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Ray v. Ray


April 20, 2010


On appeal from the Superior Court of New Jersey, Chancery Division - Family Part, Somerset County, Docket No. FM-18-670-03.

Per curiam.


Argued March 1, 2010

Before Judges Lisa, R. B. Coleman and Baxter.

Plaintiff Carole Ray appeals from three post-judgment matrimonial orders in which the judge determined that defendant David Ray had demonstrated a permanent, involuntary change in his financial circumstances that: 1) entitled him to a fifty percent reduction in his alimony and child support payments; 2) entitled him to a suspension of his obligation to maintain life insurance policies to secure those payments; and 3) excused him from reimbursing plaintiff for the sums of money she expended in paying the premiums on those life insurance policies.

We reject plaintiff's argument that the reduction in defendant's child support and alimony obligations was unwarranted. We are satisfied that defendant demonstrated, through sufficient, credible evidence, that the computer consulting firm he owned had suffered a dramatic downturn, which was not merely temporary, and that his decision to accept employment with a former client, at a vastly reduced income, represented a sensible response to the abrupt and permanent decrease in his income.

However, we agree with plaintiff that once the judge found a change of circumstances that warranted such a reduction, the methods the judge used to set the new child support and alimony payments were flawed.

We thus vacate those orders and remand for a redetermination in accordance with the discussion below.

We also agree with plaintiff's contention that even if the judge was entitled to suspend defendant's obligation to pay the life insurance premiums, she mistakenly exercised her discretion when she declined to order defendant to reimburse plaintiff for the premiums she had paid to prevent the policies from lapsing. Finally, we agree with plaintiff's argument that the judge erred when she denied plaintiff's request for counsel fees incurred as a result of an enforcement motion that plaintiff filed in March 2007. In all other respects, we affirm the denial of plaintiff's request for counsel fees.

We thus affirm in part, reverse in part and remand.


The parties were married in November 1986 and were granted a dual judgment of divorce (JOD) in January 2004, which incorporated a property settlement agreement (PSA) of the same date. Four children were born of the marriage, two sons and two daughters, between November 1991 and January 2001.*fn1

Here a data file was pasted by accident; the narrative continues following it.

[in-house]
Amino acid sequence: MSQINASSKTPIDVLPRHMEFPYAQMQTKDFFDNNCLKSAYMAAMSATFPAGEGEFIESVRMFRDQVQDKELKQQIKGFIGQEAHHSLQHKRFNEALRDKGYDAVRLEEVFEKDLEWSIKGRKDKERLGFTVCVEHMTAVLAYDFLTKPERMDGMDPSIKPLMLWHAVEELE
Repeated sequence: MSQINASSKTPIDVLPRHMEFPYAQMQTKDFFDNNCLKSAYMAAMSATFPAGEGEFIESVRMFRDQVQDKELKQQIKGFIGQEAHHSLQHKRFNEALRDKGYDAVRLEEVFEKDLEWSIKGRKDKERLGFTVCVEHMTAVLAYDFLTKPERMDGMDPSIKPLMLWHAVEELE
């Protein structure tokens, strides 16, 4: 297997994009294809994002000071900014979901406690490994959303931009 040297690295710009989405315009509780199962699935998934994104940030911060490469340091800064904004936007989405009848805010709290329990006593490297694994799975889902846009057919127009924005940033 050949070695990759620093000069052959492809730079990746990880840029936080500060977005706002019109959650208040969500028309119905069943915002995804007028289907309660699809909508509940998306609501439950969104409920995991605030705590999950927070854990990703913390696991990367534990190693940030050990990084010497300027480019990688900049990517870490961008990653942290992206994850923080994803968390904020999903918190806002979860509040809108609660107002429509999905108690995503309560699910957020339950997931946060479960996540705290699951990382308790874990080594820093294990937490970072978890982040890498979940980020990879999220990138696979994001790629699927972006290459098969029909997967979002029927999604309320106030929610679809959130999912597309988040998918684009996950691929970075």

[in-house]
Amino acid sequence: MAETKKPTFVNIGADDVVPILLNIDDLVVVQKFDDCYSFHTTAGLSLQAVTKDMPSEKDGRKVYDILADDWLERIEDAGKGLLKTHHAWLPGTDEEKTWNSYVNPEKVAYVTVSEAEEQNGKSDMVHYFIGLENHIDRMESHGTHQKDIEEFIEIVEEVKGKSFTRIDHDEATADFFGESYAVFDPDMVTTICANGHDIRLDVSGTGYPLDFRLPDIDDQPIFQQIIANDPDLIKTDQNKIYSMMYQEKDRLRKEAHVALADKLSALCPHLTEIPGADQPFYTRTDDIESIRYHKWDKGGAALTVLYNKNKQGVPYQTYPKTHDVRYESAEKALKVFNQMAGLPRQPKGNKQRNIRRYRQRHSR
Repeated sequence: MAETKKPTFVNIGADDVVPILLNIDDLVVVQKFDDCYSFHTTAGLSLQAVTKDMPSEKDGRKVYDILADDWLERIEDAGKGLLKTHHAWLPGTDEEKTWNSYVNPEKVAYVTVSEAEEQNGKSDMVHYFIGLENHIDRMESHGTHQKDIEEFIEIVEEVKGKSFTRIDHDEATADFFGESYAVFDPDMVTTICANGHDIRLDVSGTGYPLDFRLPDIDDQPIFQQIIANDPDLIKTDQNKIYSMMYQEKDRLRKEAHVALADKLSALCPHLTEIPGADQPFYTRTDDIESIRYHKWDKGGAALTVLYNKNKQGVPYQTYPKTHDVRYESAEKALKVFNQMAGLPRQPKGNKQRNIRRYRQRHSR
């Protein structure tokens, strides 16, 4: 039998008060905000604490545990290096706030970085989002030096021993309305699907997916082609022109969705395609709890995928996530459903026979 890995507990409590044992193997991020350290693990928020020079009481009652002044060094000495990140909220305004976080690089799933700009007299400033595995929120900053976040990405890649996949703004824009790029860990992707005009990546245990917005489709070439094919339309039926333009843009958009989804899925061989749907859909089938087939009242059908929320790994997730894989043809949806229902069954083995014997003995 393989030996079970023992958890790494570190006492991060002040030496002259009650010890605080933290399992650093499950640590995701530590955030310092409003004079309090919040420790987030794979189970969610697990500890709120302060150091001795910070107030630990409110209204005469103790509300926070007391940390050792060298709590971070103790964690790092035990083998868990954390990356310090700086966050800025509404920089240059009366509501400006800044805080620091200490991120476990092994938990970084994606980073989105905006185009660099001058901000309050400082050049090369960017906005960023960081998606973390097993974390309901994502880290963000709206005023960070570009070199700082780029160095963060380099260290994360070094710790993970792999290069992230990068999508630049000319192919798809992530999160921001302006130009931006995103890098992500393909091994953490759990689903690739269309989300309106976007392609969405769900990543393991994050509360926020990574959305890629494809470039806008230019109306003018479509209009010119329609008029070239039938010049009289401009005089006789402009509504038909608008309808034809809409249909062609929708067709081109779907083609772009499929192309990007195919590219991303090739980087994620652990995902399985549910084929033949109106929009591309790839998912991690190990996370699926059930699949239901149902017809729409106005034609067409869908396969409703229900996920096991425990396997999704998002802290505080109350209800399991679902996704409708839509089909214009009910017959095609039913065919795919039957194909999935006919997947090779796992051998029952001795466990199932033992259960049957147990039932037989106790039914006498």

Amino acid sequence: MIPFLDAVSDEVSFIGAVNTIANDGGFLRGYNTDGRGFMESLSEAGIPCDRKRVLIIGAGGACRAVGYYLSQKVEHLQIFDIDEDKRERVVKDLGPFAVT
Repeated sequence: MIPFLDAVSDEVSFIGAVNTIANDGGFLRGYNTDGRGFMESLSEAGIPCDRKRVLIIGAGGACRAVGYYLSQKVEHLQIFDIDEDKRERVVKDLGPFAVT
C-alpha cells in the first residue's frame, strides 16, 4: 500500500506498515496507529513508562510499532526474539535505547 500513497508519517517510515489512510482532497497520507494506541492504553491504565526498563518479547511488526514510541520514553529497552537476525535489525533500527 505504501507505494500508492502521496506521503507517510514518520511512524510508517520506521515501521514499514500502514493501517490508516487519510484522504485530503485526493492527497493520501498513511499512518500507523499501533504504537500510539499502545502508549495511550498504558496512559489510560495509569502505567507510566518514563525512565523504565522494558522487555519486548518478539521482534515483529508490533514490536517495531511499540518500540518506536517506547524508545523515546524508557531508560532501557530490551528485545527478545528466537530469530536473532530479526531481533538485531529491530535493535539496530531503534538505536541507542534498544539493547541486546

During and after the marriage, plaintiff worked part-time as a preschool teacher in a school owned and operated by her parents. At the time of the divorce, she was earning $3,600 per year. The PSA reflected the parties' expectation that by 2014, plaintiff would have earned a Master's degree in education, and would be earning approximately $50,000 per year in a full-time teaching position.

Pursuant to the terms of the PSA, the parties had joint legal custody of the children, with plaintiff being the parent of primary residence. The PSA obligated defendant to pay child support of $3,334 per month ($40,000 per year), and required him to maintain a $400,000 life insurance policy to secure his child support obligation.

The PSA also specified that for a six-year period beginning December 15, 2003, defendant would pay rehabilitative and permanent alimony of $8,334 per month ($100,000 per year). After six years, and for the next five years, defendant would pay the reduced amount of $6,667 per month ($80,000 per year) as permanent and rehabilitative alimony. Finally, beginning December 16, 2004, defendant's alimony obligation, which by then no longer included rehabilitative alimony, dropped to $5,000 per month. In addition, defendant was obligated by the PSA to maintain a $700,000 life insurance policy to secure his alimony obligation for the first eleven years of the agreement, which rose to $800,000 per year thereafter.